— Winter Rain ❄ (@Taengu_89) May 3, 2017
Mental Health: If I had to choose one thing that impressed me the most with this manga, it would have to be the realistic depiction of Shirotani’s condition. Not only does Takarai take the time to explain and depict the nuances of mysophobia, but they also offer a realistic treatment method. Mental health is often used by authors to make their works seem edgy, without taking into consideration the severity of the conditions.
Ten-step Treatment: Kurose’s ten-step program is an adaptation of the Exposure and Response Prevention (ERP) method commonly used to treat complex cognitive disorders such as OCD and mysophobia.
Slow Romantic Progression: The pacing of Shirotani and Kurose’s relationship is a bit more gradual than what you’d expect from a BL manga, but it allows the reader to get a good feel of the characters as individuals first. Aside from a bit of blushing from Shirotani towards the end of the volume, there isn’t much in the way of physical contact, though there is more than enough belligerent sexual tension to make up for that.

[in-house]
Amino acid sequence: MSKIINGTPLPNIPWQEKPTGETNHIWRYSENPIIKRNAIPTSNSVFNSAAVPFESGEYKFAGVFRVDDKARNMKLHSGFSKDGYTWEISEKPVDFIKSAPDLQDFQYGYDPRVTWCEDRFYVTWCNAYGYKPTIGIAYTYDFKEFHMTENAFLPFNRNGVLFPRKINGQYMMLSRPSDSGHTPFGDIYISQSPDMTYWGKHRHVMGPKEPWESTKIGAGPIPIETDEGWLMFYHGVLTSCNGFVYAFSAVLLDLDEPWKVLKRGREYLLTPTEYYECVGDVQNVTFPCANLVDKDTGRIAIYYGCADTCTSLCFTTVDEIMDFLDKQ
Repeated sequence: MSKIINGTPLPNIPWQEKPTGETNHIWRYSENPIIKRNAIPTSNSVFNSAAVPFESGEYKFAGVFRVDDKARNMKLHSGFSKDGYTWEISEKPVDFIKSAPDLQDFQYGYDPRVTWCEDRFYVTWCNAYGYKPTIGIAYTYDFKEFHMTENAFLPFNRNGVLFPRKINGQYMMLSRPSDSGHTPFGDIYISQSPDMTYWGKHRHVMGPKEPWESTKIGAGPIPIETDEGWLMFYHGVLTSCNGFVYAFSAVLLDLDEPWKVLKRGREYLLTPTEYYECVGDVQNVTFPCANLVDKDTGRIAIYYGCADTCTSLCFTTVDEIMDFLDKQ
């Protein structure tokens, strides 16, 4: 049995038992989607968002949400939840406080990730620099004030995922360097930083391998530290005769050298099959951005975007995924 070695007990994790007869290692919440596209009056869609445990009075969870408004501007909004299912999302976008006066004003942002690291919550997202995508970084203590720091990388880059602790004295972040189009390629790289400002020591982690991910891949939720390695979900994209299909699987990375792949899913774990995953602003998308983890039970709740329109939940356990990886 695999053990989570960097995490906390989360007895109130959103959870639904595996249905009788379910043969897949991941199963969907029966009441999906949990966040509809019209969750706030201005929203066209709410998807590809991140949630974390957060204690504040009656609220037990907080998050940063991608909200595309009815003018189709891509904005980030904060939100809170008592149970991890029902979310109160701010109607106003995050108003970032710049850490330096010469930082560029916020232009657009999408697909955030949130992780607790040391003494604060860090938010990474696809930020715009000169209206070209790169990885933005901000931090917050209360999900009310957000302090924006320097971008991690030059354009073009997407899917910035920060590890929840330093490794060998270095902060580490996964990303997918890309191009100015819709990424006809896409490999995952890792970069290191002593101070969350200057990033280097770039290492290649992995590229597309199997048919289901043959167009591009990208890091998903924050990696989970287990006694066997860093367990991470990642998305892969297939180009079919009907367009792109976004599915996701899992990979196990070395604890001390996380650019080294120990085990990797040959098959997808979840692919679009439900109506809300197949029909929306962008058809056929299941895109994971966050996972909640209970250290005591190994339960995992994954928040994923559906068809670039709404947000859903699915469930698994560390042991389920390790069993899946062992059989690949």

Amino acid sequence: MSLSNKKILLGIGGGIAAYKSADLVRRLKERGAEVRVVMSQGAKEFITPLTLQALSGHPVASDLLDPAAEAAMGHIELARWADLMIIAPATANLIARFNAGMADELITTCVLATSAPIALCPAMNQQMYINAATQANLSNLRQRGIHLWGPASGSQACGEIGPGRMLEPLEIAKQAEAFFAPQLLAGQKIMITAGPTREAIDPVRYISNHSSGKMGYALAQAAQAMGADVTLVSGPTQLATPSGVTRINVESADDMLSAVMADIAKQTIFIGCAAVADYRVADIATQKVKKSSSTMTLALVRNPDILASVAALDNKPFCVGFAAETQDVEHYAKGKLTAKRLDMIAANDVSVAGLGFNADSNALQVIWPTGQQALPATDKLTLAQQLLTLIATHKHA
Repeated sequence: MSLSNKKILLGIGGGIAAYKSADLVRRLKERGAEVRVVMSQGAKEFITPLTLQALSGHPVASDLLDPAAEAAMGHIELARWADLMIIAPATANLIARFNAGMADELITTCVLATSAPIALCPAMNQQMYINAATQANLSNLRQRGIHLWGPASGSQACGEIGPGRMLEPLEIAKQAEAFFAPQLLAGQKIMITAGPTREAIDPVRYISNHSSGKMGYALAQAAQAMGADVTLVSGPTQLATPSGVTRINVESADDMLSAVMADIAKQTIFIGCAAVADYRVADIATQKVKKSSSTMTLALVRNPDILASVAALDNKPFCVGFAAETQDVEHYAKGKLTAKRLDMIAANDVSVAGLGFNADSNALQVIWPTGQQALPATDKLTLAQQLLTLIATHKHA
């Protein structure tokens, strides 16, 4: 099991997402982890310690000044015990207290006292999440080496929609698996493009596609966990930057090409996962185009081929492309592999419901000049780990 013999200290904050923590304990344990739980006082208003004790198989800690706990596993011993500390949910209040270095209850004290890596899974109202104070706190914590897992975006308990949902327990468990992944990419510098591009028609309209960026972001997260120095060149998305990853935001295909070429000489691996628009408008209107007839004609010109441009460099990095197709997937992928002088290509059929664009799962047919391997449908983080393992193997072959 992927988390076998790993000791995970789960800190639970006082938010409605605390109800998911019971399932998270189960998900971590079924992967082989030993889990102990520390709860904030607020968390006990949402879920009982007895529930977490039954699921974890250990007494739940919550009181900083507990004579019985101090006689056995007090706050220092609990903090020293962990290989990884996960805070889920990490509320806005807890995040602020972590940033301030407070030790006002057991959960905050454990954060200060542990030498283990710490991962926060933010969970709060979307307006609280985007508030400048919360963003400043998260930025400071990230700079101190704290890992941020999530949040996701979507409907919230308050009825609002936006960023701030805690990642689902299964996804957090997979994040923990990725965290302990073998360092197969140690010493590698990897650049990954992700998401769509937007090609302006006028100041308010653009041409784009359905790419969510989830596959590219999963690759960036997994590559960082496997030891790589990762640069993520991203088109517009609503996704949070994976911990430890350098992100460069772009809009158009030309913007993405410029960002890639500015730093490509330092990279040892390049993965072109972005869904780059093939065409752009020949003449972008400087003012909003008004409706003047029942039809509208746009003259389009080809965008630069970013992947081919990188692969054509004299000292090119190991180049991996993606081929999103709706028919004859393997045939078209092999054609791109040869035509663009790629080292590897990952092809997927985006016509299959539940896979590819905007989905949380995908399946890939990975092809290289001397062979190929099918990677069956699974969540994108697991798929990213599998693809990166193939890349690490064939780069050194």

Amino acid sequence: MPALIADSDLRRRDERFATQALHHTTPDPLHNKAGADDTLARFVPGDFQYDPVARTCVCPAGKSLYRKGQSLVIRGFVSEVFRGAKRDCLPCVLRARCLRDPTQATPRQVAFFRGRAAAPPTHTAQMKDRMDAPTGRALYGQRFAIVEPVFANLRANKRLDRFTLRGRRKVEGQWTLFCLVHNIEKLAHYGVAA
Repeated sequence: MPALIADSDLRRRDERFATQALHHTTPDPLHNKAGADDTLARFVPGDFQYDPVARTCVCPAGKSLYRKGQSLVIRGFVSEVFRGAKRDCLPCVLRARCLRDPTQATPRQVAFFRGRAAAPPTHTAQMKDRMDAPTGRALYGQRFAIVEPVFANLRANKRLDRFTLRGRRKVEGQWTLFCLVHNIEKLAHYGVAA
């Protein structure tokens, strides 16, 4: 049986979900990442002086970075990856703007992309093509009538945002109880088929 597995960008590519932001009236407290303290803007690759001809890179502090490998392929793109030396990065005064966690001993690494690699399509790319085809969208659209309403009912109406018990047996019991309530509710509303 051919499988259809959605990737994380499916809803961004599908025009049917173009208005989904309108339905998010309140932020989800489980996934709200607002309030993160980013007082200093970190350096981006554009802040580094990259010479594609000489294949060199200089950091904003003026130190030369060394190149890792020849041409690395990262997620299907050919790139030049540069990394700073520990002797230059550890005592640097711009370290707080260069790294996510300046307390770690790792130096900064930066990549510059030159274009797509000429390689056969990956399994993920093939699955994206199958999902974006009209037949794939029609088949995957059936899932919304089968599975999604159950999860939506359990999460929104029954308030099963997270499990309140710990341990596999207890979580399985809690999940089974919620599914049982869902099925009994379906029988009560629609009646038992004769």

Darker undertones & Mature Themes: This is a BL manga so there were bound to be a few mature themes, but Ten Count hints at a few darker themes, such as the nature of consent and co-dependency. Because Shirotani is suffering from a severe compulsive disorder, he is a bit more vulnerable than your average person and more susceptible to manipulation. The nature of his condition and his past trauma also hint at some darker plot points in future volumes.
— 小秋的天地#与ときやのみち (@tellenaki) April 23, 2017
Overall, I was impressed with the way the first volume of Ten Count handled Shirotani’s condition while also managing to set the foundation for the relationship between Shirotani and Kurose. There were a few moments where the volume fell back on some of the more traditional BL tropes, but it was nothing that took away from my overall enjoyment of the story. It is clear that the relationship between Shirotani and Kurose will eventually develop into something romantic, but the nature of Shirotani’s condition will have a defining role in how quickly that progresses.
Copyright © 2017 RIHITO Takarai／SHINSHOKAN
Keep warm this winter season with the latest anime info at MANGA.TOKYO!